Ask for doggy bag to help reduce restaurant waste
You may feel a bit redfaced about asking for a doggy bag at the end of a delicious meal out, but Belfast City Council is urging you to get over it — for the environment.
The council has teamed up with chefs from Belfast Cookery School to persuade restaurants to offer full-up diners a Bring Home Box in a bid to cut the vast tonnes of food waste we generate each year.
A typical restaurant dumps some 21 tonnes of waste every year — equivalent to the weight of three double decker buses.
As well as adding to the waste mountain, it also increases costs for food businesses. That’s why the council is asking restaurants to sign up to the initiative as part of European Week for Waste Reduction (Nov 17-25).
“The Americans started the concept of the ‘doggy bag’ but it’s something that has never really taken off on these shores — maybe because people feel too embarrassed to ask to take their leftovers home, or because they think they’ll be seen as greedy,” said Pat McCarthy (below), who chairs the council’s Health and Environmental Services Committee.
“Portion sizes can sometimes be quite big and the way I see it, if you’ve paid for it, you’re entitled to take it home.”
And it looks like most restaurants are only too happy to provide a doggy bag when asked.
The Belfast Telegraph contacted 10 of the city’s top restaurants, asking if they could accommodate a relative who likes to take home her leftovers.
Nine said it was no problem. The 10th, 4th Wall in St Anne’s Square, said they weren’t allowed to on health and safety grounds, because all food bought on the premises must be eaten there.
According to the council, about a third of the waste from Belfast’s restaurant comes from food left over on the diners’ plates — so it makes sense to wrap it and take it home.”
The Sustainable Restaurant Association, says 83% of diners surveyed would like the option of being able to take leftovers home, but didn’t think they could or were too embarrassed to ask.
Shea Trainor, a chef with Belfast Cookery School, said: “While restaurants try to get their portion sizes right, there can be times when diners can’t finish their meal and it is a shame to see perfectly good food going to waste.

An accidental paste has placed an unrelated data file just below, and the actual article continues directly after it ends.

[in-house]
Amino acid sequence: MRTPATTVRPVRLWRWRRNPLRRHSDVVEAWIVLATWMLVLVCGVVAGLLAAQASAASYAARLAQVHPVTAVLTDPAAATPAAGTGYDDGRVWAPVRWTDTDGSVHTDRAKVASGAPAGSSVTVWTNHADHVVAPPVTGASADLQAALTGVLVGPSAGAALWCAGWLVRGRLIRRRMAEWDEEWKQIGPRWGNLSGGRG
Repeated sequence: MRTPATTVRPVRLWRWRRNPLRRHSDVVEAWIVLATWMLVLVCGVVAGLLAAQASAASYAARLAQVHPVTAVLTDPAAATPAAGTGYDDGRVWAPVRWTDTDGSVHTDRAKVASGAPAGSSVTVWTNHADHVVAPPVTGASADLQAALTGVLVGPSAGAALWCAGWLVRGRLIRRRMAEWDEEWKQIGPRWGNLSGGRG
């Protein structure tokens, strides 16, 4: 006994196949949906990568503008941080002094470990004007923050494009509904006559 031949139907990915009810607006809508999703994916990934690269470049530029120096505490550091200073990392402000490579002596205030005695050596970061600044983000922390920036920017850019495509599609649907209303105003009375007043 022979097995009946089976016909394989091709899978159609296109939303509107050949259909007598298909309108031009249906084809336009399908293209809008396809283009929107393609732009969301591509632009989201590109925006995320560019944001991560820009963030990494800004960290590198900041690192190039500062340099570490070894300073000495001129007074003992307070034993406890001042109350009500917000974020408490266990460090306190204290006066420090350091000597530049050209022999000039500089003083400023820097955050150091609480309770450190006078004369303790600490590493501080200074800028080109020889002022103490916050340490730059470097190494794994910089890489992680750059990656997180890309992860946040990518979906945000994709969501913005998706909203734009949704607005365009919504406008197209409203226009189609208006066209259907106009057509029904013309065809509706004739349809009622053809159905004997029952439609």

“Restaurants incur costs for the waste they generate so we think this is a great initiative by Belfast City Council — it’s a win-win situation for food businesses and customers.”
Mr McCarthy said: “We have provided a food waste recycling service for 70,000 homes in Belfast so we thought we’d turn our attention to eating out.”
To find out more, visit www.belfastcity.gov.uk/bringhomebox, or to find out how your food business can get involved contact 08000 328 100.
But will Belfast’s top spots let you take leftovers home?
“We’ll try and accommodate that. Anything consumed off site, we wouldn’t take responsibility for if it had been reheated.”
“Yes, we’ll do our best. We can pack the stuff up, no problem.”
Mourne Seafood Bar, Belfast
“Yes, not a problem at all.”
“Just whatever meat you had left? Yes, that’s fine.”
“We don’t have bags but you’re welcome to take anything away in a piece of tinfoil or we have containers.”
James Street South
“Of course, no problem. Anything you want to take away, we’ll have tinfoiled up for you.”
“No, we’re not allowed to do that. It’s totally against health and safety regulations. Anything that is bought on the premises must be eaten on the premises.”
“Yes, that’s part of the service.”
“Yes, not a problem. Just ask the waiting staff if you want to take something away and they will wrap it up for you.”
“”Yes, we can just wrap it in tinfoil, whatever is left over.”
“Of course, no bother at all. No problem.”